Fort Hood shooting hearing could be delayed until after anniversary

Fort Hood shooting took place on November 5, 2009 on the Texas military base. Major Nidal Hasan is charged with murder and attempted murder at Fort Hood.

Pat Lopez/AP Photo
In this courtroom sketch, defense attorney Lt. Col. Kris Poppe, right, speaks to Investigating Officer Col. James L. Pohl, center, while Maj. Nidal Malik Hasan, left, listens during Hasan's Article 32 hearing inside the U.S. Magistrate court Tuesday, Oct. 12, in Fort Hood, Texas.

Testimony to determine if an Army psychiatrist accused in last year's deadly Fort Hood shootings should go to trial could be delayed until after the anniversary of the attack if an investigating officer agrees to a request from defense attorneys.

Maj. Nidal Hasan, 40, is charged with 13 counts of premeditated murder and 32 counts of attempted premeditated murder in the Nov. 5 attack, the worst mass shooting at an American military base. His Article 32 hearing was halted almost as soon as it started Tuesday when Hasan's attorneys sought extra time "to process paperwork," according to Col. James L. Pohl, a military judge presiding over the hearing as its investigating officer.

Defense attorneys are seeking to delay the hearing until Nov. 8. The hearing, a proceeding unique to military law, will determine if there's enough evidence to move forward to a trial.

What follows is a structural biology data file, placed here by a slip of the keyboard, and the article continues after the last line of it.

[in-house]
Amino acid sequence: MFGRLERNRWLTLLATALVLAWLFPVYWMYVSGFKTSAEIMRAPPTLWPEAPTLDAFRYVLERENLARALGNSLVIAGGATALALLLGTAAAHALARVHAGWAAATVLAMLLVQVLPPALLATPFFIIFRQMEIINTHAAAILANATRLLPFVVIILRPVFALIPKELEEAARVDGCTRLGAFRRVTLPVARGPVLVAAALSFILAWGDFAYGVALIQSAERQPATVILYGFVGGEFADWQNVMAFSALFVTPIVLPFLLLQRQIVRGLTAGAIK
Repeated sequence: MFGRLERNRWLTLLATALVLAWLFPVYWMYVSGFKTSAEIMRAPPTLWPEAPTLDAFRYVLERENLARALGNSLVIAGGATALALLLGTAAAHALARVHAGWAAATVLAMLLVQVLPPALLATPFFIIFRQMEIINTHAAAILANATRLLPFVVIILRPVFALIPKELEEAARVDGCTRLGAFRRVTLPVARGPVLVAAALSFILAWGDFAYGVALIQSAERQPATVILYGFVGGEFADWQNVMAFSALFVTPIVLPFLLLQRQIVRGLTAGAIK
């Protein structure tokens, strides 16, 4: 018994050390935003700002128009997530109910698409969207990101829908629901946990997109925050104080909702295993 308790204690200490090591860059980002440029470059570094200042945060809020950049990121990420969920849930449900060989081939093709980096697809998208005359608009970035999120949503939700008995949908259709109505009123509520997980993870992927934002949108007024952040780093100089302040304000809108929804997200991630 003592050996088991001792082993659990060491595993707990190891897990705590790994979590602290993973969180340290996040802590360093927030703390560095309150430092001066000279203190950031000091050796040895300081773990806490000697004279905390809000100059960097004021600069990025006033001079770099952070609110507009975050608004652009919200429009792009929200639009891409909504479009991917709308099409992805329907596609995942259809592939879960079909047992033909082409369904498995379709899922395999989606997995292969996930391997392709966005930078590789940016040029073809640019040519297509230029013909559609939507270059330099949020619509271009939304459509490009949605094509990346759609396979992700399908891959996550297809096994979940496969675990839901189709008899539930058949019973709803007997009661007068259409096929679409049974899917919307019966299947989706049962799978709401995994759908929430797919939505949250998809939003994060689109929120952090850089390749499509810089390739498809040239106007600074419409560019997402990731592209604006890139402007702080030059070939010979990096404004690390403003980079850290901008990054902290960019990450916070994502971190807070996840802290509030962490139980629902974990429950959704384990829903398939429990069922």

Pohl said he would hear arguments on the defense request Wednesday.

Prosecutors are expected to call survivors of the attack among witnesses in a hearing scheduled to last at least three weeks. They have not said whether they will seek the death penalty if the case goes to trial.

Hasan, who is paralyzed from the chest down, appeared in court in a wheelchair Tuesday. He wore a combat uniform and a with wool cap pulled over his ears. He glanced around the room but mostly looked at Pohl or his attorneys.

Security was exceptionally tight at the Fort Hood courthouse, where soldiers at newly installed barriers restricted traffic. Patrol cars cruised the area. Bomb-sniffing dogs scrutinized vehicles. A small group of reporters allowed into the courtroom went through metal detectors, while photographers outside were blocked from any view of Hasan arriving.

At an auxiliary courtroom where other media monitored proceedings on a closed-circuit TV feed, cell phones were collected and access to the Internet was barred.

One of Hasan's lawyers, Lt. Col. Kris Poppe, didn't go into details about the request for a delay, saying only in response to a question from Pohl that the reasons were not constitutional in nature but of an unspecified "broader issue."

Lead prosecutor Col. Michael Mulligan opposed a postponement, saying Hasan's legal team already has had months to prepare.

Defense lawyers declined to elaborate following Tuesday's session, which totaled about 15 minutes in court.

"Nothing can be said," John Galligan, Hasan's lead attorney, said. "We have work to do."

A Fort Hood spokesman, Thomas Rheinlander, offered reporters a 72-word synopsis of the short-lived proceeding but took no questions.

Witnesses say Hasan used two personal pistols, one a semiautomatic, to take some 100 shots at about 300 people Nov. 5 at Fort Hood's Soldier Readiness Processing Center, where soldiers were making final preparations to deploy. Fort Hood police officers shot at him during the attack, leaving him paralyzed from the chest down.

He's been in custody since, hospitalized first in San Antonio, then moved to jail in Bell County, which houses military suspects for nearby Fort Hood. The military justice system does not offer bail.

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